Department for Transport Under Fire Over Heathrow Study

Accused of breaking rules by sharing vital air pollution data with BAA

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Cabinet secretary Sir Gus O'Donnell has been asked to investigate claims that the Department for Transport has broken civil service rules by sharing vital air pollution data with BAA in advance of public consultation on plans for a third Heathrow runway.

The 2M Group of local authorities, which represents two million people whose quality of life is affected by Heathrow expansion, has also called on transport minister Gillian Merron to release all the data from the Department for Transport's Project for the Sustainable Development of Heathrow (PSDH) study.

The study is the key to deciding whether a third runway can be built without exceeding environmental limits.

The Government is expected to publish a consultation document later this year that will state that a third runway would, subject to certain conditions, pass the pollution and noise tests.

In its letter to Gillian Merron the 2M Group says, "The Department has a duty to be fair to all sides in the way it makes the technical data from this study available. However it has emerged from comments made last month by a senior BAA official that BAA has been given an early sight of the modelling.

"If true - and the Department was unable to contradict the BAA comments at the Heathrow Airport Consultative Committee meeting on May 23 - this is patently unfair. It will put 2M members at an immense disadvantage when it comes to consultation as BAA will clearly be far advanced in their appraisal of the different modelling outputs.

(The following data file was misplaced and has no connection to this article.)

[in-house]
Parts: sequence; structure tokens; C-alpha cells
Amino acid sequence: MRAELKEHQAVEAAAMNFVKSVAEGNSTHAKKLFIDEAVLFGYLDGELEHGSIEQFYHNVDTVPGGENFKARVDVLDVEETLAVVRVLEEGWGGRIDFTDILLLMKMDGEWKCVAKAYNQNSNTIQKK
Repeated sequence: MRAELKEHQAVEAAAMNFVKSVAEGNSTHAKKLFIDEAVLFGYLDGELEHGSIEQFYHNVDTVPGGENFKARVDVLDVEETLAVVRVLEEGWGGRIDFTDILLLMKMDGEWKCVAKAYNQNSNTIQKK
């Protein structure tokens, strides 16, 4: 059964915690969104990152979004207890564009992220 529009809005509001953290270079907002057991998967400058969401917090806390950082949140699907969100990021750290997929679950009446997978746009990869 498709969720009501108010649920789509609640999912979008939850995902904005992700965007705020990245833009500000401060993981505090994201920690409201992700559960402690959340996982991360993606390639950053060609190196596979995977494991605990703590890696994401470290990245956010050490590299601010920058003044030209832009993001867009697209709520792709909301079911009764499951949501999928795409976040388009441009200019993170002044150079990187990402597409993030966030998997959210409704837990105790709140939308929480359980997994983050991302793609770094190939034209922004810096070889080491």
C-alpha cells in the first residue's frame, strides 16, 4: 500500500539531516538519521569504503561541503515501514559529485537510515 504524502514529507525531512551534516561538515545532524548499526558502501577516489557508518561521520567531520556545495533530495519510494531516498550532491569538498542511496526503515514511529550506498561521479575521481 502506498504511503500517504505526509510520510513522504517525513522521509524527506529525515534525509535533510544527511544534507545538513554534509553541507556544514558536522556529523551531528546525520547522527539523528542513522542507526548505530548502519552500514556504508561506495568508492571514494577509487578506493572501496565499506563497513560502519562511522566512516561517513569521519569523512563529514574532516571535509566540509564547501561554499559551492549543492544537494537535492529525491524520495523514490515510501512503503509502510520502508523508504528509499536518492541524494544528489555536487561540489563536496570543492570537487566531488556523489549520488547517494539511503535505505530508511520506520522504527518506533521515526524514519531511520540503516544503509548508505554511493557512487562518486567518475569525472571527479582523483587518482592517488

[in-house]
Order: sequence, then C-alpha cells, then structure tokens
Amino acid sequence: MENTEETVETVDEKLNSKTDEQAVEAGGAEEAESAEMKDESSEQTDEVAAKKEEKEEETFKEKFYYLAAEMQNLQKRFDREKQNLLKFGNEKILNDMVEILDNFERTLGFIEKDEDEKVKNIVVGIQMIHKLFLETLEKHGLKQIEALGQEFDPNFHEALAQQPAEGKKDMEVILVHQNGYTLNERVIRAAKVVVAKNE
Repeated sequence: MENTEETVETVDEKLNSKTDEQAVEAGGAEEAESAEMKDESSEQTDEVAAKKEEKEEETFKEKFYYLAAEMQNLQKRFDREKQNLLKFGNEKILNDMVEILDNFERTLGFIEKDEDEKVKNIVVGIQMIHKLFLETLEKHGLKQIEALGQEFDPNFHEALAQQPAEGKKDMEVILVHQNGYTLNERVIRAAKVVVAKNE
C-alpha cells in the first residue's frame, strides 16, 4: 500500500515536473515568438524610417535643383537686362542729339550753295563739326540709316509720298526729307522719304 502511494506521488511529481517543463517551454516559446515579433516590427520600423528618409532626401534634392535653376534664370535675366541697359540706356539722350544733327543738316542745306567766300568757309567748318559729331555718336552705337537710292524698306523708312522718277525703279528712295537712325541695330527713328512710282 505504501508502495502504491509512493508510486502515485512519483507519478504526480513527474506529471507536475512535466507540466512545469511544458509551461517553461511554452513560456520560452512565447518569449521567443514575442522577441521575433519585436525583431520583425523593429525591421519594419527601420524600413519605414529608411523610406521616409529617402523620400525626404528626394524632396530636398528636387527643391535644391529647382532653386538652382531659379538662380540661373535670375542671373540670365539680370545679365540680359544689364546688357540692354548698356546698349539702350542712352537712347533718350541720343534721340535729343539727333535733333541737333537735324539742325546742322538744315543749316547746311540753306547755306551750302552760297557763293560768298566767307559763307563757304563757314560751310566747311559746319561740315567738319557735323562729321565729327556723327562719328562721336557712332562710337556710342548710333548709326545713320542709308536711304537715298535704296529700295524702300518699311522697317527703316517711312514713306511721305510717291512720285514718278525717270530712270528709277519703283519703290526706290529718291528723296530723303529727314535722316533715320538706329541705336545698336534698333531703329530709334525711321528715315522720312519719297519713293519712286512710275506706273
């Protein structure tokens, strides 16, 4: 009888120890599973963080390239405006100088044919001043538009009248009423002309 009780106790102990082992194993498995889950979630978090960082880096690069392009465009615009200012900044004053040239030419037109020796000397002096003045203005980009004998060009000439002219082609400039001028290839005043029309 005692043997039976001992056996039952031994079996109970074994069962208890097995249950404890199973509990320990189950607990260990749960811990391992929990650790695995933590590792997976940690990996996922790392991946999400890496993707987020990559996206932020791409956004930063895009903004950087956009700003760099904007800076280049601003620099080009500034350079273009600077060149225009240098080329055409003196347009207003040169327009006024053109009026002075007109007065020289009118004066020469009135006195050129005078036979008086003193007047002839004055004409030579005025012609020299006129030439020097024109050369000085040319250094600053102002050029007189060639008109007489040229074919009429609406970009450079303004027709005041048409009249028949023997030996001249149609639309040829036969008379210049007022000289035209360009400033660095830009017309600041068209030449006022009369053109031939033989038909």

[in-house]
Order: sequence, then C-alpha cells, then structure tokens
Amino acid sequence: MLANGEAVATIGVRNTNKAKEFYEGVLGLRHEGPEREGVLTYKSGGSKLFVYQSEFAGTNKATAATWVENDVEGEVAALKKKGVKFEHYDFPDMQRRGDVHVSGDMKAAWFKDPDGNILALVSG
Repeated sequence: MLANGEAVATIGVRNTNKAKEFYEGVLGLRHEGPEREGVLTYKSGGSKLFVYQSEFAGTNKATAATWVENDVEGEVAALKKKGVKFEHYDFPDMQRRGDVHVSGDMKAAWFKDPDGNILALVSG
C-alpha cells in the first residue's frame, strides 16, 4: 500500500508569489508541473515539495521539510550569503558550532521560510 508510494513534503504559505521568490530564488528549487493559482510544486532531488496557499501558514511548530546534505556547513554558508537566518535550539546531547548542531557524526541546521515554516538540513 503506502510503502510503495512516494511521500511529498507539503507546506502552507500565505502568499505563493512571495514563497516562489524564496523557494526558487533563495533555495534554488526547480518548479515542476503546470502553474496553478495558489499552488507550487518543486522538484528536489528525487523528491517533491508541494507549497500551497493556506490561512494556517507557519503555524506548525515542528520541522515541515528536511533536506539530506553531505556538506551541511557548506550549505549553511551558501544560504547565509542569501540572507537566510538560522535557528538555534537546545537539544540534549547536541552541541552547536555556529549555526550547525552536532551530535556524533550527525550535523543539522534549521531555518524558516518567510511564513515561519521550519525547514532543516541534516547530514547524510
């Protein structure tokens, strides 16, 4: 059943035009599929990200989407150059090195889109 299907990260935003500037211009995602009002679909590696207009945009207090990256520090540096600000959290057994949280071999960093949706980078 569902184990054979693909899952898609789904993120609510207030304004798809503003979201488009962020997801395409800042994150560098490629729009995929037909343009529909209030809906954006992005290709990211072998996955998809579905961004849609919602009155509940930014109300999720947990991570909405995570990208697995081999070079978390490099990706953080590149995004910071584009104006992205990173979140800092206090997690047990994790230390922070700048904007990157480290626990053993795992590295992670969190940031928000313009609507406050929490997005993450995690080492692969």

"This raises a number of serious issues regarding the consultation process and access to information. The PSDH process is being funded by taxpayers' money. We do not believe it can be fair to share data with a private company whose business interests are served by expanding Heathrow when that data is not being provided to other organisations including local authorities.

"We must therefore ask that you now provide to our members all of the model outputs that have been given to BAA as well as the model datasets used to produce these. We also require an assurance that any further sharing of data will be carried out in an even-handed manner."

Hounslow Council’s leader, Cllr Peter Thompson, speaking on behalf of the 2M group, said, "The public has a right to know what is going on. The air pollution work at Heathrow is being paid for with public money. Giving the results first to BAA just gives them a head start on everyone else.

"The Government now runs the risk that the results of its air pollution studies will be tainted. This will be a huge embarrassment for the DfT and further confirmation to the public of the lengths the department will go to in its efforts to 'prove' Heathrow can meet its air pollution targets.

"If ministers use these studies to justify pressing ahead with plans for a third runway they will almost certainly leave themselves wide open to challenge from environmental groups."

The 2M group comprises the London Boroughs of Ealing, Hammersmith and Fulham, Hillingdon, Hounslow, Kensington and Chelsea, Merton, Richmond and Wandsworth. Authorities outside London include Slough, South Bucks, Spelthorne and Windsor and Maidenhead.


June 12, 2007